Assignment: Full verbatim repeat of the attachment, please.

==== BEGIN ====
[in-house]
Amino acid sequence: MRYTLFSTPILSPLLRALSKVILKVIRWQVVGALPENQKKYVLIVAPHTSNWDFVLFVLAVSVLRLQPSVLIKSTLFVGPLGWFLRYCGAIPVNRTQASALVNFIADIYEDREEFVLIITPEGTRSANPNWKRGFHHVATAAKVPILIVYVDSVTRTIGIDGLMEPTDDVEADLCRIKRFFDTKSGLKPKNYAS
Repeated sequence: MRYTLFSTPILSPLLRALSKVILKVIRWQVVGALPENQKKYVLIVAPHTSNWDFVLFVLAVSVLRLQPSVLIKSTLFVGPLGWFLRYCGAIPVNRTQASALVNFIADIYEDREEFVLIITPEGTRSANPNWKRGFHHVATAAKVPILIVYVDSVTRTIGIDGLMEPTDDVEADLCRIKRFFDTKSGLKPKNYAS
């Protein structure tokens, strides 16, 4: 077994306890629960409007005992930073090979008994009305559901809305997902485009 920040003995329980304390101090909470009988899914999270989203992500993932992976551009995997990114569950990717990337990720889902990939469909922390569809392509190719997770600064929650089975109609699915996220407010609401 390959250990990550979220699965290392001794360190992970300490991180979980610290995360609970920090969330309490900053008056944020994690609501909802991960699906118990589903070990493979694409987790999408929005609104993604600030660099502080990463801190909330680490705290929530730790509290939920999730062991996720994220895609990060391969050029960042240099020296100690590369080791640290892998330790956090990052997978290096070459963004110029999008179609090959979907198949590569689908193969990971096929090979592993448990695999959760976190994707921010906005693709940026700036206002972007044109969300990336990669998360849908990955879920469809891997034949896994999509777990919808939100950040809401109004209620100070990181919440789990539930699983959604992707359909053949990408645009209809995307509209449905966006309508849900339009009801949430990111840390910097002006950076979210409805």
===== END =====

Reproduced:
[in-house]
Amino acid sequence: MRYTLFSTPILSPLLRALSKVILKVIRWQVVGALPENQKKYVLIVAPHTSNWDFVLFVLAVSVLRLQPSVLIKSTLFVGPLGWFLRYCGAIPVNRTQASALVNFIADIYEDREEFVLIITPEGTRSANPNWKRGFHHVATAAKVPILIVYVDSVTRTIGIDGLMEPTDDVEADLCRIKRFFDTKSGLKPKNYAS
Repeated sequence: MRYTLFSTPILSPLLRALSKVILKVIRWQVVGALPENQKKYVLIVAPHTSNWDFVLFVLAVSVLRLQPSVLIKSTLFVGPLGWFLRYCGAIPVNRTQASALVNFIADIYEDREEFVLIITPEGTRSANPNWKRGFHHVATAAKVPILIVYVDSVTRTIGIDGLMEPTDDVEADLCRIKRFFDTKSGLKPKNYAS
């Protein structure tokens, strides 16, 4: 077994306890629960409007005992930073090979008994009305559901809305997902485009 920040003995329980304390101090909470009988899914999270989203992500993932992976551009995997990114569950990717990337990720889902990939469909922390569809392509190719997770600064929650089975109609699915996220407010609401 390959250990990550979220699965290392001794360190992970300490991180979980610290995360609970920090969330309490900053008056944020994690609501909802991960699906118990589903070990493979694409987790999408929005609104993604600030660099502080990463801190909330680490705290929530730790509290939920999730062991996720994220895609990060391969050029960042240099020296100690590369080791640290892998330790956090990052997978290096070459963004110029999008179609090959979907198949590569689908193969990971096929090979592993448990695999959760976190994707921010906005693709940026700036206002972007044109969300990336990669998360849908990955879920469809891997034949896994999509777990919808939100950040809401109004209620100070990181919440789990539930699983959604992707359909053949990408645009209809995307509209449905966006309508849900339009009801949430990111840390910097002006950076979210409805």